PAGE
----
Friday, February 13, 2015

BOOK REVIEW: One Summer. America 1927 by Bill Bryson

My historical fiction/history book group decided on Bill Bryson’s One Summer. America 1927 for this round. I was pleased for two reasons. One: I’ve never read anything by Bryson but have heard a lot of good things about his books and he’s been on my to-read list for a long time. And two: it’s a great way to kick off my non-fiction challenge.

The book focuses on the summer of 1927 (as billed). And what a busy summer it was! Charles Lindbergh made his solo flight across the Atlantic. Babe Ruth set his home run record. Sacco and Vanzetti were executed for murder/robbery/being anarchists after widespread, worldwide protests. The Jazz Singer was released–heralding the feasibility and rise of talking films. And so much more. The book discusses Prohibition, politics, and gangsters. Sports and high finances. It touches on the headlines of the day–the appalling true crimes that riveted the country before being bumped off the front pages by the next exciting events.

The book is a whirlwind. What keeps it from being more than just a catalogue of the daily papers from the summer of 1927 is that Bryson also travels back and forth in time to put the events in context. We are introduced to the backstory of some of these stories, and we learn a bit of what happens to the heroes after the summer plays out.

Bryson does have an engaging style. This is a wonderful slice of American history and it does make for a great book club book because there are so many different sides of the story to tell.

Have you read any of Bill Bryson’s books? Which do you recommend?


  1. I've had several people recommend Bryson to me, too, but have never read anything by him. I would love to start with this one though. Thanks for your review :-)

  2. I love Bill Bryson and have read several things he's written (but not this one--thanks for the review). He never disappoints (me). He writes on a variety of topics, so most folks can find something they're interested in. His magnum opus is "A Short History of Nearly Everything" which is an engaging overview of science and scientists. He also writes funny travel books. I'd recommend "A Walk in the Woods" about hiking the Appalachian trail, but he's written about the UK, Australia, Europe, and Africa. I found his memoir "The Life and Times of the Thunderbolt Kid" a tiny bit snarky at times, but since we're the same age and from the Midwest, his stories hit home. He also writes about language. I'd recommend his biography on Shakespeare. (It turns out that of the 3 or 4 different signatures we have of Shakespeare, he spelled his name differently each time and none the way we spell it now!) There's definitely something for everyone. Enjoy!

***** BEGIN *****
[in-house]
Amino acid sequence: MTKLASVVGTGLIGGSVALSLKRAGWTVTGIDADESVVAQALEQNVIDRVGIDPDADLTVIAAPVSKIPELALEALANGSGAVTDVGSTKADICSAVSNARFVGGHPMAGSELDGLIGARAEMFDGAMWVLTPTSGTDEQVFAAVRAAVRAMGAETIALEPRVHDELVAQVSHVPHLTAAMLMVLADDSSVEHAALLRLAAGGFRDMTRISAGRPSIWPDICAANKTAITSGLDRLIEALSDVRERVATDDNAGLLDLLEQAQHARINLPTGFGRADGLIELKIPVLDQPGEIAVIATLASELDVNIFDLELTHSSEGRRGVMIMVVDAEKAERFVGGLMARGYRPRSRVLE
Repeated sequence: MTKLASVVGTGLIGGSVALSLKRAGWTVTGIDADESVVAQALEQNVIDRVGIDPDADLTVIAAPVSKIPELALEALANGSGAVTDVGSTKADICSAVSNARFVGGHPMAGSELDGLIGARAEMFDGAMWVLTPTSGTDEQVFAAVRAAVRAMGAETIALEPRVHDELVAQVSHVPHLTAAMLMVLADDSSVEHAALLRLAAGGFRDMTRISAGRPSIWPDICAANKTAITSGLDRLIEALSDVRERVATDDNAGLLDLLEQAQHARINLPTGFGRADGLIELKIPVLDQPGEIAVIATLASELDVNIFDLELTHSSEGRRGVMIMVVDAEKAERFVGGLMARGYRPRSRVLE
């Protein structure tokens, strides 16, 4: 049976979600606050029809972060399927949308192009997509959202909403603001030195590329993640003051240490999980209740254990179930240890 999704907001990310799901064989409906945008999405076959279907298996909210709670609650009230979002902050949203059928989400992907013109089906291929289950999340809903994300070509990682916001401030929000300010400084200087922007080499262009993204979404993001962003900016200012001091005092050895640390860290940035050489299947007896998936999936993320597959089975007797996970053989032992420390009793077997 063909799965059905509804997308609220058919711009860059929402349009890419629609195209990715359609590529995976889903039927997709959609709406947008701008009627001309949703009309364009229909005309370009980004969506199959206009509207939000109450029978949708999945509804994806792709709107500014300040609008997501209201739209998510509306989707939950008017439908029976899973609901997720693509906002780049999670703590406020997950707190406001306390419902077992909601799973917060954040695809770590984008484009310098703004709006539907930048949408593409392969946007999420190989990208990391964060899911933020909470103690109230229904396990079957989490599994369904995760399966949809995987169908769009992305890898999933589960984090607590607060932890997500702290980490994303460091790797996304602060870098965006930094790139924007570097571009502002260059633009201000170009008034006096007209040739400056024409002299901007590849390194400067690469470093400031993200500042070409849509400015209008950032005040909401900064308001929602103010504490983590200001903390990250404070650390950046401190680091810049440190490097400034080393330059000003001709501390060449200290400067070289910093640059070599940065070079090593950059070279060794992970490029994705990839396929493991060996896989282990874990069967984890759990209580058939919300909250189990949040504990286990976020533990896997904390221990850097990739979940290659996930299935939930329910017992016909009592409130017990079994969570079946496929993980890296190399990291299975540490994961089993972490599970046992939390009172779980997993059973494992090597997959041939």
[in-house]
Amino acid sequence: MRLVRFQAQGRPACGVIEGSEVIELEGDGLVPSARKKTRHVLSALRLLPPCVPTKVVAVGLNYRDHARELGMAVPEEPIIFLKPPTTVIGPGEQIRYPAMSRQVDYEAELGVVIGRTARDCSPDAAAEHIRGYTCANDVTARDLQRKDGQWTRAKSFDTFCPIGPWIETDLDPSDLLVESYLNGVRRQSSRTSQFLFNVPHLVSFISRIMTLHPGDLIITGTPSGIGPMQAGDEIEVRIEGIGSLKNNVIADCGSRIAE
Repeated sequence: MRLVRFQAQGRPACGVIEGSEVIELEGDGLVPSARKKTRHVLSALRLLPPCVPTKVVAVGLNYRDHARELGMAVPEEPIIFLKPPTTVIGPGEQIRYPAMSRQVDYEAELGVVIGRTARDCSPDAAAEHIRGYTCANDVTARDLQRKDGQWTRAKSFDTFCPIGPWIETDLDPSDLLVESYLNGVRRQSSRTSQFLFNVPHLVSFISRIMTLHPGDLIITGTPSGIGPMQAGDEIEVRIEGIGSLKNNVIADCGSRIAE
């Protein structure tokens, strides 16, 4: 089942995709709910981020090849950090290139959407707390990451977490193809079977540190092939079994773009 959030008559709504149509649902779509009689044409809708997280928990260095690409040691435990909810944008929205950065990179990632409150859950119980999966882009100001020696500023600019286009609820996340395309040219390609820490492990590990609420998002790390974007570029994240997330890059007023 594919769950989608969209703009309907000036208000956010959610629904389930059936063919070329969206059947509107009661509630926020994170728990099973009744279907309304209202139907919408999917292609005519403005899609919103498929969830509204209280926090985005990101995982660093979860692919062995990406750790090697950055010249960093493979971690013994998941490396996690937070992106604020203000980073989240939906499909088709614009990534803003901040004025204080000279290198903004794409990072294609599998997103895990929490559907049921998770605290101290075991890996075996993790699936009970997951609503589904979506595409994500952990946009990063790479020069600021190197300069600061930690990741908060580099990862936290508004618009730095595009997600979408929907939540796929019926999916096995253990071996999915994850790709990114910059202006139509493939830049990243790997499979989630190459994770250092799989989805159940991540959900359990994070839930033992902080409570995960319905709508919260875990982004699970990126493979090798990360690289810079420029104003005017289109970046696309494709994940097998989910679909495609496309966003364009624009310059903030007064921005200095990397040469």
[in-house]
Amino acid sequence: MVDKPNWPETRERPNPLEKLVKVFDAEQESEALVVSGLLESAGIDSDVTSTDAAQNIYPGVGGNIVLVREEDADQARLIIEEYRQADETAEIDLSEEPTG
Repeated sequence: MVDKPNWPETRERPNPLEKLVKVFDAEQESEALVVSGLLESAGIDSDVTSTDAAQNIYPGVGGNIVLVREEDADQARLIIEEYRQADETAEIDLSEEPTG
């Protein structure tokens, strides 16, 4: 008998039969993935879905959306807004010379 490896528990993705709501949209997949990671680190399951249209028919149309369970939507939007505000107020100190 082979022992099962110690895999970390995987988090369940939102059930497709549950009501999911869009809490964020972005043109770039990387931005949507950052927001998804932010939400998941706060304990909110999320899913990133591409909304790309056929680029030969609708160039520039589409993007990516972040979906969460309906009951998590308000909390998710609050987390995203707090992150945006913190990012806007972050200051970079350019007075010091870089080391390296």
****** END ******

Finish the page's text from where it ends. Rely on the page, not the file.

3. I think I'm right when I say that I've read every single book that Bryson has published -- most of them multiple times. He's my go-to guy for reading nonfiction, and he's the only nonfiction author on my automatic-purchase list. I love his books, his sense of humor, and the way he puts his narratives together.

    He's also a particularly good audio reader, so if you're ever in the mood for a great audio experience, be sure to check him out!

  4. I love his From a Sunburned Country about Australia and I second the recommendation of his audiobooks. I liked this one too.

  5. Hopping over from the Nonfiction Reading Challenge....

    I've had this book way too long. I really should get it read! I liked Bryson better when I was younger and found his humor more appealing. Now, too often, it just seems mean-spirited.

    Joy's Book Blog

  6. I've read a few Bill Bryson's (DownUnder and A Walk in the Woods spring to mind), and thoroughly enjoyed them- I very much enjoy his humour, but know that not everyone does. I often buy his books when I see he has a new one out, and so have built up quite the unread stack. I have 3 (3!) versions of his Short History of Nearly Everything- all unread. Oh the shame. The shame. I want to read all his books I think - travel, Home, histories.